The emerging market economies of Latin America are still seeing sluggish growth. As a result, we are cutting our 2019 growth forecast for the region. The disappointing slowdown comes from its larger economies, where we now see traction coming later. Still, the region’s currencies have been relatively well behaved. Almost everywhere, inflation is at low or at least comfortable levels. Even while moderating our expectations, we continue to see a growth recovery in Latin America for all countries, except Mexico, where the U.S. slowdown, combined with uncertainties over domestic policy, will likely reduce growth in 2019. In our opinion, the new administration of President Andrés Manuel López Obrador could deliver truly historical changes, and the economy – with low debt levels – is at a good starting point for future growth. Argentina, with its lower growth and higher inflation, is the one key exception to our overall outlook for the region. We see an economic recovery on the margin, and there is a background for a stabilization of macroeconomic conditions that could persist past the October presidential election. In Brazil, economic activity has been impaired by delays in the approval process for pension reforms. This delay has undermined the potential benefits of a more benign environment generated by positive changes in credit conditions and fiscal policy. We think traction for the economy will come later because we do expect a robust pension reform will be approved and higher growth will materialize as a result. We are cutting this year’s growth rate to 2%, but we do believe a growth rate of 4% could be achieved next year in Brazil. While outright interest rate cuts in the region are unlikely, beyond the three countries noted above, the recent guidance provided by the Fed gives Latin American central banks room to wait before removing their monetary stimulus. We are now looking for lower growth in Brazil and Mexico, and lower inflation in Mexico, Chile, and Colombia. In this context, we think Mexico’s central bank will ease monetary conditions, and Argentina’s may do likewise as the country’s economy stabilizes. The central banks of Chile and Colombia may go more gradual with their tightening cycles, while the Brazilian central bank may just want to wait to determine its own path.
In a continuation of our views from Q4 2018, we still see global growth momentum slowing in Q2 2019, but at a declining rate. For the investable world, growth slowed to below 2.8% in Q1 2019, and while near-term challenges remain, we are seeing signs of stability in EM countries. As we had expected, China appears to have provided some stimulus that should peak in Q2 and Q3. That should allow global growth to be stable and in a range around the current level for the full year. The current underpinnings of growth remain solid, although the fundamentals have been deteriorating. The domestic drivers of growth, which had been stable in almost every region, have shown signs of weakness evident in some slowing in consumption. However, trade, particularly in developed countries, remains the greatest current impediment for global growth. In Europe, we continue to expect the headwinds will diminish, with looser fiscal policy in Germany and France providing some additional momentum.
While growth is weaker globally, it is still very much in the sweet spot of being at its potential or slightly below it – conditions that provide strong support for risk assets. The impact of policy, both monetary and fiscal, is expected to be positive for assets in this environment. We expect that monetary policy around the globe in 2019 will be far more supportive than it was in 2018. We continue to believe that the Fed will be on hold for an extended period. While the next move is some time away, the bar for raising interest rates in the U.S. is much higher than it is for easing as the Fed potentially moves to an average inflation targeting regime. Similarly, the ECB announced additional monetary policy stimulus in Q1 and stands ready to add to its measures if growth does not stabilize. In this environment, there is some room opening up for EM central banks to provide monetary stimulus. EM central banks have no further need to tighten monetary policy, and a number of countries, particularly those in Asia, have the ability to reduce rates. Real policy rates in emerging market countries remain high with room to fall. The high real interest rates also highlight the fact that inflation remains muted globally, and there is little near-term risk of it accelerating in a meaningful way.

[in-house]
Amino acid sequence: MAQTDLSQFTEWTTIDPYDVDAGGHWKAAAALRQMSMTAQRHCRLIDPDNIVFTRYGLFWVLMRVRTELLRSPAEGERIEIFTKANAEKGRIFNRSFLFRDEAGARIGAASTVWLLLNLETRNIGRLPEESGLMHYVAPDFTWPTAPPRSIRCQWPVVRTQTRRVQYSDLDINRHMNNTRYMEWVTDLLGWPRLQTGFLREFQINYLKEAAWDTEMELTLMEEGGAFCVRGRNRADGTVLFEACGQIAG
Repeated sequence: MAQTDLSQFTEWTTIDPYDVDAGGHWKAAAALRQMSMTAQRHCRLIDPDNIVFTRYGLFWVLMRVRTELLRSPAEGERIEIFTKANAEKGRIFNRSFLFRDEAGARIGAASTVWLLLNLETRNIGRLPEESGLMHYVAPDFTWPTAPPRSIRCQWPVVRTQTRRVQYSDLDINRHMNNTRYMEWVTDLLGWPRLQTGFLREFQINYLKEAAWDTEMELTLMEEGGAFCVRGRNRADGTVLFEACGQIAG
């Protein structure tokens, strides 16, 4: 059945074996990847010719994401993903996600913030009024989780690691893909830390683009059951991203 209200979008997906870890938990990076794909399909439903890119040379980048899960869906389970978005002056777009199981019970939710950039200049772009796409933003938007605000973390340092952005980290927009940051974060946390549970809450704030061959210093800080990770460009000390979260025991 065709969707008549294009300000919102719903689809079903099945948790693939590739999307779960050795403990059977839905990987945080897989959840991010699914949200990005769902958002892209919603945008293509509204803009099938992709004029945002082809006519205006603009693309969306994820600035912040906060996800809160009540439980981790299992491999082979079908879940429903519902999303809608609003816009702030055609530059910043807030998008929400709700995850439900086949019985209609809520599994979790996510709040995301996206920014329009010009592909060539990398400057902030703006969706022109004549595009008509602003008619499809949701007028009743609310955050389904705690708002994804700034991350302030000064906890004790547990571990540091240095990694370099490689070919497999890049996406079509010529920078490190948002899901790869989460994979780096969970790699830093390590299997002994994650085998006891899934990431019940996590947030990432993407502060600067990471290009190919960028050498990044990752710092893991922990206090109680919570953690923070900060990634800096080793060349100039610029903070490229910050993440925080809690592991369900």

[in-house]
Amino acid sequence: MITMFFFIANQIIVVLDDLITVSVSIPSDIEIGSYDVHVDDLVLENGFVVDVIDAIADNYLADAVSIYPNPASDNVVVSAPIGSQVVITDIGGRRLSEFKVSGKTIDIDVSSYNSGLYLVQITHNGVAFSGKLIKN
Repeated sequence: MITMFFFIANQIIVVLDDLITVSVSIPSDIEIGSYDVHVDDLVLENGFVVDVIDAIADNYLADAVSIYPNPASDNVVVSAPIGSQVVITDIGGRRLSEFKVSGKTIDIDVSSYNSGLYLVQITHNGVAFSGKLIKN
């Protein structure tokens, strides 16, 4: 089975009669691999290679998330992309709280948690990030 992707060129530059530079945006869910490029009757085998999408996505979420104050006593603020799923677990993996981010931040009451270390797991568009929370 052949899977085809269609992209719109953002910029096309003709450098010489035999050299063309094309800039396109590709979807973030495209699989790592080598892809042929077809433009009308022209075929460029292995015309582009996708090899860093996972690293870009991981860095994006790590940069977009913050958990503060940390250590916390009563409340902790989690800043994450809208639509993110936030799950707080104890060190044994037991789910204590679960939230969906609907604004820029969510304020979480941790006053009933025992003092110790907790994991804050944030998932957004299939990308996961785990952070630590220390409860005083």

The shift in economics and policy environment is allowing us to keep our portfolio fairly stable. We continue to believe that the U.S. dollar will resume its decline, with that decline possibly accelerating in the second half of 2019 as the global growth differential to the U.S. widens. Our expectations from Q4 have not changed. We continue to think that the medium-term trend for the dollar is lower, continuing the decline that started in 2015, and only interrupted in 2018 because of the large fiscal stimulus in the U.S. With the expected slowdown in U.S. growth to below 2%, we think the weaker U.S. dollar cycle can resume correcting for the overvaluation of the currency. EM currencies will benefit from carry, while DM currencies could benefit from a change in valuations. In our portfolios, we are favoring carry from currencies and while we have a significant underweight in the euro, we have added to our exposures in the Brazilian real, Indian rupee, Indonesian rupiah, and South African rand. We also remain invested in the Norwegian krone, Swedish krone, and Polish zloty, but have decreased our exposures to these three currencies.
We continue to favor EM interest rates over DM interest rates. Real yields in emerging markets remain close to decade highs, when compared to a combination of developed market yields. For those countries where the central banks have raised rates, we see value in the short-term rates. In the countries where the central banks have not fully tightened, we see value in long-term bonds, particularly in countries where the yield curves are very steep.
Given the strong performance in credit in Q1, we have modestly reduced our EM sovereign credit exposure as certain credit positions appeared to be fully valued. We continue to believe that European high yield and subordinated debt from financial corporations offer significant opportunities for excess return over our investment horizon, as do select emerging market high-yielding corporate bonds.
Fixed income investing entails credit and interest rate risks. When interest rates rise, bond prices generally fall, and the value of the portfolio can fall. Foreign investments may be volatile and involve additional expenses and special risks, including currency fluctuations, foreign taxes, regulatory and geopolitical risks. Emerging and developing market investments may be especially volatile. Eurozone investments may be subject to volatility and liquidity issues. Investing significantly in a particular region, industry, sector or issuer may increase volatility and risk.
This does not constitute a recommendation of any investment strategy or product for a particular investor. Investors should consult a financial professional before making any investment decisions.